Preservation of Hearing Following Cochlear Implantation Using Different Steroid Therapy Regimens: A Prospective Clinical Study
Magdalena Beata Skarżyńska, Piotr Henryk Skarżyński, Bartłomiej Król, Magdalena Kozieł, Kamila Osińska, Elżbieta Gos, Henryk Skarżyński
Institute of Physiology and Pathology of Hearing, Warsaw, Poland
Med Sci Monit 2018; 24: CLR2437-2445
Available online: 2018-04-22
A prospective clinical study was conducted to assess different regimens of steroid therapy and preservation of hearing following cochlear implantation.
MATERIAL AND METHODS: Study participants were ≥18 years-of-age, with a cochlear duct length ≥27.1 mm measured by computed tomography (CT), with hearing sound levels in the range of 10–120 decibels (dB) and sound frequencies of 125–250 hertz (Hz); sound levels of 35–120 dB and frequencies of 500–1,000 Hz; sound levels of 75–120 dB and frequencies of 2,000–8,000 Hz. Study exclusion criteria included diseases with contraindications for steroid therapy or medications that increased the effects of steroids. Patients had cochlear implantation and were divided into three treatment groups: intravenous (IV) steroid therapy (standard steroid therapy): combined oral and IV steroid therapy (prolonged steroid therapy); and a control group (cochlear implantation without steroid therapy). Hearing preservation was established by pure tone audiometry based on the pre-operative and postoperative average hearing thresholds according to the formula developed by the HEARRING Network.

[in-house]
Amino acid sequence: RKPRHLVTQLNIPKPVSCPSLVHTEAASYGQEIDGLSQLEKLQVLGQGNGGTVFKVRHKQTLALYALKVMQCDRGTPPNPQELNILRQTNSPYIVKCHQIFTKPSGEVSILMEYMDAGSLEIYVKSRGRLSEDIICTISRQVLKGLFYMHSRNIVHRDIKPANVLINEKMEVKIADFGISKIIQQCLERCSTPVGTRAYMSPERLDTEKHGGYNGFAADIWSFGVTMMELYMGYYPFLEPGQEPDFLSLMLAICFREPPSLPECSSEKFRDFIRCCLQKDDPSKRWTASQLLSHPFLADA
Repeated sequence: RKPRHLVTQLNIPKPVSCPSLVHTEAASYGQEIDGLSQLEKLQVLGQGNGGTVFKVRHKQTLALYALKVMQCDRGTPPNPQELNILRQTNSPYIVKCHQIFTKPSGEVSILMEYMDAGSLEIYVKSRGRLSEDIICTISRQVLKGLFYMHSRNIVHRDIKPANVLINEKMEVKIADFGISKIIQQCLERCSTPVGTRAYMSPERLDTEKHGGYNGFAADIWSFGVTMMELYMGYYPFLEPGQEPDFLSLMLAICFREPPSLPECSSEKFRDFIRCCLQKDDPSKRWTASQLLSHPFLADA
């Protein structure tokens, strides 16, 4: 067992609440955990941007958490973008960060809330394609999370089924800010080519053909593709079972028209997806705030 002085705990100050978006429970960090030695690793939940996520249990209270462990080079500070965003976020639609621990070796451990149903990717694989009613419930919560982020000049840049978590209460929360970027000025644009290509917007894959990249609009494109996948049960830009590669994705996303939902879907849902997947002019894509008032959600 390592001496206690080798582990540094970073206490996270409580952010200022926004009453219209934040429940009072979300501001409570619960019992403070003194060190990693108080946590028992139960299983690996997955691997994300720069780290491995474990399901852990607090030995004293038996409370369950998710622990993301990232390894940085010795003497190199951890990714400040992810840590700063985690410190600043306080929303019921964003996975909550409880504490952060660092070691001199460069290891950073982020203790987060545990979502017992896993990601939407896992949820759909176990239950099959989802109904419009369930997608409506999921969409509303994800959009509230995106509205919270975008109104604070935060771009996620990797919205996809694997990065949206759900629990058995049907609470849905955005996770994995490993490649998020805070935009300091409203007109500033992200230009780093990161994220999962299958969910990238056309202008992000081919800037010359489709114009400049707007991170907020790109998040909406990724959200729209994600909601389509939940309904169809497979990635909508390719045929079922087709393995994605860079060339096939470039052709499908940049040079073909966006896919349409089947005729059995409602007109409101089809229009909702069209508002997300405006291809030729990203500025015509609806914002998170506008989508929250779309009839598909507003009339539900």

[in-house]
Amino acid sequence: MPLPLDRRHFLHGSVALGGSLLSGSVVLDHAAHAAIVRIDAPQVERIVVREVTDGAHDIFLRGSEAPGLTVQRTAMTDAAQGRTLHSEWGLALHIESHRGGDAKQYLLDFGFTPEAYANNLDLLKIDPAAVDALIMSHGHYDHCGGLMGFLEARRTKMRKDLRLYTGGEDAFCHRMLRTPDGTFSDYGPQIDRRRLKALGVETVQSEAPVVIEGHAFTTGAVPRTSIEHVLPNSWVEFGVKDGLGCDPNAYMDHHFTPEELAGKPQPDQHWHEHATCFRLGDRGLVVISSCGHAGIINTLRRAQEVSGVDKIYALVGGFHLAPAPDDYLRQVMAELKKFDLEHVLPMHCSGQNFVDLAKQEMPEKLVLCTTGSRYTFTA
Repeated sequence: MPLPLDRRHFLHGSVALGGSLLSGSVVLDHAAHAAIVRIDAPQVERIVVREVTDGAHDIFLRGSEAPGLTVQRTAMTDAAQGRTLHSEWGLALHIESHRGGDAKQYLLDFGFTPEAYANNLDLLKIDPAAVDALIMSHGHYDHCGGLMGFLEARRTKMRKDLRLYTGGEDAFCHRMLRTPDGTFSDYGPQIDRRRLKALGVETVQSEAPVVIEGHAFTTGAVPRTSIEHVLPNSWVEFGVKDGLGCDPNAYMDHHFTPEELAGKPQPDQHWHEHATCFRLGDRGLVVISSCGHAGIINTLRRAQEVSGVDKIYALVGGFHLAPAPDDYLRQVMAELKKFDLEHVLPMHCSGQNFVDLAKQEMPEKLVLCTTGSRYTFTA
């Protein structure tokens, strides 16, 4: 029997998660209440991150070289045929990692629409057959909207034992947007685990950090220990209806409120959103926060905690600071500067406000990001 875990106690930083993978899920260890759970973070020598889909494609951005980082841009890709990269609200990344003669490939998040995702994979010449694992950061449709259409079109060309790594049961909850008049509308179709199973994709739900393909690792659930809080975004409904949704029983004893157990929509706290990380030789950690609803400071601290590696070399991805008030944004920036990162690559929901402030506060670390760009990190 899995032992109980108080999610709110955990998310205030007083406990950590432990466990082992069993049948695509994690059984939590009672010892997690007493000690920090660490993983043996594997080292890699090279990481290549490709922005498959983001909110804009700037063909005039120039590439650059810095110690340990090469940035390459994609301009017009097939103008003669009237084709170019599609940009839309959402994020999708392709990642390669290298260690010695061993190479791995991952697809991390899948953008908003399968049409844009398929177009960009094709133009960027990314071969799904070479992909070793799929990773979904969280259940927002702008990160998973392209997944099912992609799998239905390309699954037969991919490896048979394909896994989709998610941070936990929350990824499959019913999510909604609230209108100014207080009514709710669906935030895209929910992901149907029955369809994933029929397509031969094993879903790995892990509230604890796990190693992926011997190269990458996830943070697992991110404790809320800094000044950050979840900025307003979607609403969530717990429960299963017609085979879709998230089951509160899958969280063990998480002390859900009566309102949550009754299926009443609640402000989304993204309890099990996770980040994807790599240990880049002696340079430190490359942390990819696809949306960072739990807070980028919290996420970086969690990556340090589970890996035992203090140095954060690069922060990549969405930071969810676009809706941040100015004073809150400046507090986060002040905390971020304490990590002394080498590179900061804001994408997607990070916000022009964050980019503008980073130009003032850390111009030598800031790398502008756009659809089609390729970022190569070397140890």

RESULTS: There were 36 patients included in the study. In all cases, the cochlear implant electrode was inserted via the round window approach with a straight electrode length of 28 mm. Patients with combined oral and IV steroid therapy (prolonged steroid therapy) had better results when compared with patients with intravenous (IV) steroid therapy (standard steroid therapy) and the control group.
CONCLUSIONS: Prolonged steroid therapy using combined oral and IV steroids stabilized hearing thresholds and preserved hearing in adult patients following cochlear implantation.
Keywords: Cochlear Implants, Correction of Hearing Impairment, Drug Therapy, Tissue Preservation